Here are nine warning signs that might mean it’s time to ditch your boo and run for the hills.
1. He won’t introduce you to his friends. He’s met your BFF and your roommates, but whenever you suggest hanging out with his friends, he’s armed and ready with an excuse. You know he has friends because they make frequent appearances in his social media, but you can’t seem to score an invite to one of their secretive hangouts. Maybe he doesn’t want you to meet his boys because he doesn’t view your relationship as a long-term thing, or perhaps his friends don’t even know you exist because, to them (and whomever else), he’s still single. Whatever the reason is, confront him about it sooner rather than later.
2. He’s emotionally attached to his phone (especially around you). A guy who’s addicted to technology isn’t the most attractive thing to begin with. But a guy who can’t take a break from texting when he’s on a date with you? Huge. Red. Flag. He’s showing you that he doesn’t value your time together enough to put down the phone and fully focus on you, not to mention that it’s super shady — who in his life is requiring constant and immediate responses? Probably not his mom or his friends. And you know it’s not you. Proceed with caution.
3. He goes on and on about his “crazy” exes. This one’s a biggie. When a guy revels in trashing the people he used to date, he’s showing you that he lacks respect for women that, at one point in time, probably meant a lot to him. Don’t forget that you, too, could soon find yourself in this category. And then there’s this: What’s the one thing all these “crazy” chicks have in common? They dated him. He’s the common denominator, so either he’s grossly misrepresenting these people, or he was incredibly skilled at pushing their buttons. Bad and worse.
4. He can’t make decisions on his own. Decisiveness can be difficult, no question about that. But when an adult male is constantly looking to his mom, his friends or even to you for approval before making non-life changing decisions? This is not cute, and it probably means that his maturity level doesn’t match his age.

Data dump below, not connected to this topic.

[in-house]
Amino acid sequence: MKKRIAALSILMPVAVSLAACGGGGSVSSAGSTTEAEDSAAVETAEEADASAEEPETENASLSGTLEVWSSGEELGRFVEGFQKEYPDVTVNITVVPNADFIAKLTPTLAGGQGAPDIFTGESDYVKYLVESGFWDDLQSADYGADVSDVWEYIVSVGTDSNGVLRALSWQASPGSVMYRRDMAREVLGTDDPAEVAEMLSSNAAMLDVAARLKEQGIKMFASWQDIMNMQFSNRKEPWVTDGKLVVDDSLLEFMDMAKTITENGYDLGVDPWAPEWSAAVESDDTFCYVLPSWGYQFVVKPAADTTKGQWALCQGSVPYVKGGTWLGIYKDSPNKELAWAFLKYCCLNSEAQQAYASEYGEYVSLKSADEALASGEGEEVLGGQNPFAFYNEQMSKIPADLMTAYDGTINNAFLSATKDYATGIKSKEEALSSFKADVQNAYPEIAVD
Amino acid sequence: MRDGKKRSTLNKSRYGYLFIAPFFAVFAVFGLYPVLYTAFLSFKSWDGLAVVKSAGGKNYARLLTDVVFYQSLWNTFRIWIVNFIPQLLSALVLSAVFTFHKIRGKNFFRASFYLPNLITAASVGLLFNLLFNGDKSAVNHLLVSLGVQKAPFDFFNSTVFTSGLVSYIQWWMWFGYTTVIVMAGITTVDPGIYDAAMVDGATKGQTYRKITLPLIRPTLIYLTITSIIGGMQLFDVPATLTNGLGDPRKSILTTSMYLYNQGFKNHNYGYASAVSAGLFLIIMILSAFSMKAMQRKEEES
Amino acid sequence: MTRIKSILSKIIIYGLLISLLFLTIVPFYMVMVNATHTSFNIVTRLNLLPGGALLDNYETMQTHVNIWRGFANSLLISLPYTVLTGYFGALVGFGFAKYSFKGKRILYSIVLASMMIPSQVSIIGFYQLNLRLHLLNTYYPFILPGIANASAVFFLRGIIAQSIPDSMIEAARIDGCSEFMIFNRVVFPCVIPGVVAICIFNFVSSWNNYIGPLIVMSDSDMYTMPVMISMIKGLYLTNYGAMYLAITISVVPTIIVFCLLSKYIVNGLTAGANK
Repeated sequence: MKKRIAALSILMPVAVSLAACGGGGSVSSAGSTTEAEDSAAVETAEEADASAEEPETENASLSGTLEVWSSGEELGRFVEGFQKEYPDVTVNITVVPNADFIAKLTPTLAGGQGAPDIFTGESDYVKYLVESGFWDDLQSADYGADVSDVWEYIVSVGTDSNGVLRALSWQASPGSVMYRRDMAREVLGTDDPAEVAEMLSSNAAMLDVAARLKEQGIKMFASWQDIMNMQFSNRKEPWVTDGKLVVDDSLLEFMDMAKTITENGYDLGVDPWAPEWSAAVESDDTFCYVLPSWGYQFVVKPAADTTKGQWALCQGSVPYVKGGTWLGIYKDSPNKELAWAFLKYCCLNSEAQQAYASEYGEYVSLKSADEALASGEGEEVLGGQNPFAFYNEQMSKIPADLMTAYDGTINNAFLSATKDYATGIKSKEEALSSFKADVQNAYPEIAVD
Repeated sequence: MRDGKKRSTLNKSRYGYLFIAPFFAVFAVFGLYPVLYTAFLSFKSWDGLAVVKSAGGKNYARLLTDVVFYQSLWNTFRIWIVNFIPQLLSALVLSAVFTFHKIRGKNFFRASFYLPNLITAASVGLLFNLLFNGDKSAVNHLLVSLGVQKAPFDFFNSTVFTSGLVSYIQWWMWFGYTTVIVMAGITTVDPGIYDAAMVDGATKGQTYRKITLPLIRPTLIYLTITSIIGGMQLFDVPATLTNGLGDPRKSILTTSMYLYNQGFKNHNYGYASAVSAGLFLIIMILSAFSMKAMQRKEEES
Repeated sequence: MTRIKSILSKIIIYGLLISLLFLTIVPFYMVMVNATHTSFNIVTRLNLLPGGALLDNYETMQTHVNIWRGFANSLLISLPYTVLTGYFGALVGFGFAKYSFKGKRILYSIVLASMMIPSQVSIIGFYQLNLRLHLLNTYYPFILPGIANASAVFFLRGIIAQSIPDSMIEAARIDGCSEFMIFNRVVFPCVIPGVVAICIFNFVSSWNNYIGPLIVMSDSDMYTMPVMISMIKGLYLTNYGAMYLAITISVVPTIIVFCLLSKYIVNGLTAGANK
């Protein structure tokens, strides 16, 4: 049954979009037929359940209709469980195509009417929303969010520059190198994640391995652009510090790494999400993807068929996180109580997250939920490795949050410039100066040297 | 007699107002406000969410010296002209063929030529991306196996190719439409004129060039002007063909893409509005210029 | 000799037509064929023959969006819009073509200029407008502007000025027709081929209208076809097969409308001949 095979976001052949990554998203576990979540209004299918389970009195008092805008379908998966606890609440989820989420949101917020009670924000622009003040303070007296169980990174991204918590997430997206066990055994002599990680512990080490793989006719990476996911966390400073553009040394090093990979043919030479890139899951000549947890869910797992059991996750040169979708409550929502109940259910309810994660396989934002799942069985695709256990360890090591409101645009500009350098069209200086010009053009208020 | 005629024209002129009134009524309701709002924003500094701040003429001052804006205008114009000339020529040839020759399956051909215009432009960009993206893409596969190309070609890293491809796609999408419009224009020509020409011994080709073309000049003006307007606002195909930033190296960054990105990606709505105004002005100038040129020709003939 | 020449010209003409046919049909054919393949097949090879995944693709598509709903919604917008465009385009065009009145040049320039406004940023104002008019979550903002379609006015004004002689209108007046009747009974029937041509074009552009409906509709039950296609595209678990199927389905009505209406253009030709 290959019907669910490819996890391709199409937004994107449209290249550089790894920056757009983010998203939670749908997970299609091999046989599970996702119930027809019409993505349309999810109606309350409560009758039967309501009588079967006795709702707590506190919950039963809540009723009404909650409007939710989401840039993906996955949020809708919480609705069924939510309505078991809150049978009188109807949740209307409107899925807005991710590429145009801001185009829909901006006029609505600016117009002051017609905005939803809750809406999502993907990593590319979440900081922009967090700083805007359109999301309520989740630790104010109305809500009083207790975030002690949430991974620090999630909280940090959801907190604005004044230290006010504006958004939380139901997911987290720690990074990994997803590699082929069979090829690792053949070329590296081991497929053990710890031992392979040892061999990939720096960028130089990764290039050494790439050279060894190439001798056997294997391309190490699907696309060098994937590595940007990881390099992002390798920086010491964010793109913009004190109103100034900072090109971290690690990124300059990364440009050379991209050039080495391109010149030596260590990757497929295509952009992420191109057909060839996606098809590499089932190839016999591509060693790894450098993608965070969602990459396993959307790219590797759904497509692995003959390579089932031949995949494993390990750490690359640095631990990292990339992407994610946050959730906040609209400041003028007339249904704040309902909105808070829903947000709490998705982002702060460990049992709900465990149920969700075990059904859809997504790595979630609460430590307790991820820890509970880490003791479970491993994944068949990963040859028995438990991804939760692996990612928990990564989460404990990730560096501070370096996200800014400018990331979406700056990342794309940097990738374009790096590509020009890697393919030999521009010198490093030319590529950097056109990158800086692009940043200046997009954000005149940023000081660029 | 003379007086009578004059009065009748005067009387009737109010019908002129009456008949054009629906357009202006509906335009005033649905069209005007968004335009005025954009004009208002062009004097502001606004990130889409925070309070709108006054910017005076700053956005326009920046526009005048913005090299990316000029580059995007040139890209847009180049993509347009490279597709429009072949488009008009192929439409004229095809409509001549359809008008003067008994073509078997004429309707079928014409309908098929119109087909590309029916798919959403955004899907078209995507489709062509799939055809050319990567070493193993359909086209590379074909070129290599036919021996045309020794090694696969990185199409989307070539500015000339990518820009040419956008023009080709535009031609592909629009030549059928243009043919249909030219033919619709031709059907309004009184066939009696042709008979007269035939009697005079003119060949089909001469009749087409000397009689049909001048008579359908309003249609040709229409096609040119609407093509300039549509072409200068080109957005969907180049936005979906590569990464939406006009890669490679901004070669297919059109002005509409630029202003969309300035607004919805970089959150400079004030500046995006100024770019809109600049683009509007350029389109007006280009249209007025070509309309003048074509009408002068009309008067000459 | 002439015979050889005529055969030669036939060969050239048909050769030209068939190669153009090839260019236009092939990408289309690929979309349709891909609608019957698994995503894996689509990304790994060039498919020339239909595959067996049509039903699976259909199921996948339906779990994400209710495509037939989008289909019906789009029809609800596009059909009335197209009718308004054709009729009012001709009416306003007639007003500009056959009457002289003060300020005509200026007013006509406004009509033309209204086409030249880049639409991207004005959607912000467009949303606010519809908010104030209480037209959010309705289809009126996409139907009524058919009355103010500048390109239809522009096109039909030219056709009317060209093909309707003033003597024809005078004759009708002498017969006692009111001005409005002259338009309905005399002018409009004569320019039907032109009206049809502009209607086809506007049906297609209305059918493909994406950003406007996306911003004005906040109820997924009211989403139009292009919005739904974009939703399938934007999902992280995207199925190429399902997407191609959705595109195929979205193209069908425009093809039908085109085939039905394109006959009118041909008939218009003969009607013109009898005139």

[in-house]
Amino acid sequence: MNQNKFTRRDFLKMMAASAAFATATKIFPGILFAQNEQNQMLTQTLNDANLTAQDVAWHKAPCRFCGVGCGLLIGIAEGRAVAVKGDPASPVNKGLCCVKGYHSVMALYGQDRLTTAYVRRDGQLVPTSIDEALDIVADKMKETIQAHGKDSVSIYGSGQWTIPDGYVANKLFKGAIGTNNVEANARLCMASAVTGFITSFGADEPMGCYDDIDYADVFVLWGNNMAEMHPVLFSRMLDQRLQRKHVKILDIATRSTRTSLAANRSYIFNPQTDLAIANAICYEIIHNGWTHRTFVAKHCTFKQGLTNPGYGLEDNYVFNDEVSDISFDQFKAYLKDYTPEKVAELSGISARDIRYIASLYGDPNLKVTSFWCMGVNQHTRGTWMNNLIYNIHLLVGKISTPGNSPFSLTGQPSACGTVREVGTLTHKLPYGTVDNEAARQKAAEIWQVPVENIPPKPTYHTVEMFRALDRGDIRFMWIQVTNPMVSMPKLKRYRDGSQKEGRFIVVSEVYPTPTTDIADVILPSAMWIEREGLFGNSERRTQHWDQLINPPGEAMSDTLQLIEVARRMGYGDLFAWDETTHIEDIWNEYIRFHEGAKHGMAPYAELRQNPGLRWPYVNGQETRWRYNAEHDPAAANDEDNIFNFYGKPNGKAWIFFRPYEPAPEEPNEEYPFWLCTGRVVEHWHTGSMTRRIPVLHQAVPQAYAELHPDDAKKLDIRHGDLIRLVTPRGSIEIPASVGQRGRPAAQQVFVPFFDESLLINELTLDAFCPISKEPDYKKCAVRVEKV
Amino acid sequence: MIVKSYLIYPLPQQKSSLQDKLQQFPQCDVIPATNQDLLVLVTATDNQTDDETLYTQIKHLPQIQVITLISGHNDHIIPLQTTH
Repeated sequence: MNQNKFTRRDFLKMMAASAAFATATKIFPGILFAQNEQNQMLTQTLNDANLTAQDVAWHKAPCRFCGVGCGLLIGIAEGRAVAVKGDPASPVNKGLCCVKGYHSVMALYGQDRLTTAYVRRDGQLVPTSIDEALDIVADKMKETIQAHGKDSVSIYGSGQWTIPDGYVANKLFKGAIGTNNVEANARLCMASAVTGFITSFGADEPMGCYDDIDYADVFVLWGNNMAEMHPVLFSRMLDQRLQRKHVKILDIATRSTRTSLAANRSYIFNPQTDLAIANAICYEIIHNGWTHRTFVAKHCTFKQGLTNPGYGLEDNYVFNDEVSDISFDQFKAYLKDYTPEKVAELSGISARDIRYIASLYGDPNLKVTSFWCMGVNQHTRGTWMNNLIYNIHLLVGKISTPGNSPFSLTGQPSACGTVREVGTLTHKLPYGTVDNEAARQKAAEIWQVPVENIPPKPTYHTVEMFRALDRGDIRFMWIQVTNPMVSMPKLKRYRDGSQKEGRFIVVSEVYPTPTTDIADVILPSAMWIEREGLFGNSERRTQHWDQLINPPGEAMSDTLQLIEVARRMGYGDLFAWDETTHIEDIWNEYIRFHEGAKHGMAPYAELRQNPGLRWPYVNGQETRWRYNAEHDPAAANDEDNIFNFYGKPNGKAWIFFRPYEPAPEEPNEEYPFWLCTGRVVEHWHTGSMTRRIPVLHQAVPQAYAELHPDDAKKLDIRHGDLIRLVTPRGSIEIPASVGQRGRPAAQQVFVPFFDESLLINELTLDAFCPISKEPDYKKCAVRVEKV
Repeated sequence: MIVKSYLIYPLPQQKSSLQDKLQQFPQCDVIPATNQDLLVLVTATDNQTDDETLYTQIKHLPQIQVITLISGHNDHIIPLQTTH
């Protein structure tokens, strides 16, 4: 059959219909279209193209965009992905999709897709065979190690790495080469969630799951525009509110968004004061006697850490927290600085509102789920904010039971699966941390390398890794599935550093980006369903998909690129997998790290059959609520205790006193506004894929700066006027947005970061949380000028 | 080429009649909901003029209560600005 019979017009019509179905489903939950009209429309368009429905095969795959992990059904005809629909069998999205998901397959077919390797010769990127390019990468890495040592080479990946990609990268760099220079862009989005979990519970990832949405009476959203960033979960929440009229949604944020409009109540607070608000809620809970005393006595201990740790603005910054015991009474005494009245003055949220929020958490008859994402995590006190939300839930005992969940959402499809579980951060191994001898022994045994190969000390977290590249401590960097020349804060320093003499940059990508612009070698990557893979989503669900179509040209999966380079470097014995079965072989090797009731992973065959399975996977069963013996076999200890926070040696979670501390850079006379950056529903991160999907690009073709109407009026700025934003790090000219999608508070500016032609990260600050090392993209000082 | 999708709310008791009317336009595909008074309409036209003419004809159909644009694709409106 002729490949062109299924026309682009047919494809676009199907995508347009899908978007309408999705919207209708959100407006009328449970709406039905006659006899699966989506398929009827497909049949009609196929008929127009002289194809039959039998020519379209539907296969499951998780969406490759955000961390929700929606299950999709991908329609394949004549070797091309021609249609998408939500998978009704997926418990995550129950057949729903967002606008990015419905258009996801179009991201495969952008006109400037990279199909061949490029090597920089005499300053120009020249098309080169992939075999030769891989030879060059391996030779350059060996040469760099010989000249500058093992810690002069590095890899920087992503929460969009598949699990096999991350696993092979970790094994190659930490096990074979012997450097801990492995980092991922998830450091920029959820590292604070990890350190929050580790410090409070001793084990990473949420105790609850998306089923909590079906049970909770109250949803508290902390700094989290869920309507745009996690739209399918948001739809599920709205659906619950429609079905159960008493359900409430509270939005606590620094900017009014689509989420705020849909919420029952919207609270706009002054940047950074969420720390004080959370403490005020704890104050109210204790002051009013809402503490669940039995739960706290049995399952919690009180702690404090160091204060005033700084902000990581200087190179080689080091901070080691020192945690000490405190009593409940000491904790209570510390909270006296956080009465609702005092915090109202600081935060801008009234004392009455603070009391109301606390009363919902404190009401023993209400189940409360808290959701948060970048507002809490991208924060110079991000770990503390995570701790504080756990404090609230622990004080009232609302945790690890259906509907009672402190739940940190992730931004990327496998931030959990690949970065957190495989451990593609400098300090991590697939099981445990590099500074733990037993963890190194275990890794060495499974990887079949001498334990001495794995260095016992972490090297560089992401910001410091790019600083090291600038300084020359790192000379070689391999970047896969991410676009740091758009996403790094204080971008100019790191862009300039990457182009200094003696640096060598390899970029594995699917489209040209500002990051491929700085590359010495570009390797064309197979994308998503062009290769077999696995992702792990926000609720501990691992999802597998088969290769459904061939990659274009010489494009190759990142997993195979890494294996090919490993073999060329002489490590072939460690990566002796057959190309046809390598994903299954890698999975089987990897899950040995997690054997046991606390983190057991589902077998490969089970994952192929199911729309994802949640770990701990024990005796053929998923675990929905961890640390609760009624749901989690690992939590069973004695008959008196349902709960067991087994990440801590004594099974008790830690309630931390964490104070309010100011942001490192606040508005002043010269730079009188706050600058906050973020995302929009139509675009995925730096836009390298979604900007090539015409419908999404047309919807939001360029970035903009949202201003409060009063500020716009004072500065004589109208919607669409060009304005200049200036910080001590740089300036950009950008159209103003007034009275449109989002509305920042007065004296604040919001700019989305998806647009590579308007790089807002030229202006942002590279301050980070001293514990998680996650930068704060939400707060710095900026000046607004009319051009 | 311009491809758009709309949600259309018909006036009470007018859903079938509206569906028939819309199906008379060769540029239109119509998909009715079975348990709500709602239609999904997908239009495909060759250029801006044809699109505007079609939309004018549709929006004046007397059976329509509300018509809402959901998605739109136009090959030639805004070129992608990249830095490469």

5. He criticizes you more than he compliments you. Long-term relationships aren’t easy. You’re bound to eventually get on each other’s nerves and start nitpicking. What shouldn’t be hard, however, are the first few months of dating someone — that’s why they call it the honeymoon period. So if he’s super critical and hard on you right off the bat, take that as a sign of (not so good) things to come.
6. He’s shady AF about his past. He glosses over his relationship history, never talks about his family and can’t seem to put into words what exactly he does career-wise. Maybe he doesn’t trust you enough to open up about his life (red flag), or maybe he’s hiding something (redder flag). Instead of pulling out your magnifying glass and going full-on FBI to try to figure out what’s really going on, just ask him about it. If he still won’t be straight with you, it’s time to make a change.
7. He posts more selfies than you do. My mom always told me, “don’t date a man who looks in the mirror more than you do.” In today’s world, these wise words roughly translate to: Don’t date a dude who inundates his social media accounts with pouty pics of his own face. It’s weird (IMO), completely vain and proves that he thrives off of constant gratification from others — none of which are good traits in a potential man-friend.
8. He continually messes up simple details about you. When, after several months of dating, he still can’t remember what college you went to or constantly forgets that you’re a vegetarian, it might be time to reevaluate things. Either he doesn’t care enough to truly listen when you tell him about yourself, or worse, he’s confusing you with other girls he’s talking to.
9. He lives way beyond his means. Ah, the classic “champagne taste on a beer budget” syndrome. There’s something sketchy going on when your guy is always the first in line when the new iPhone debuts, has a baller place in a pricy neighborhood and travels the world in first-class style — yet only has an entry-level or a part-time job.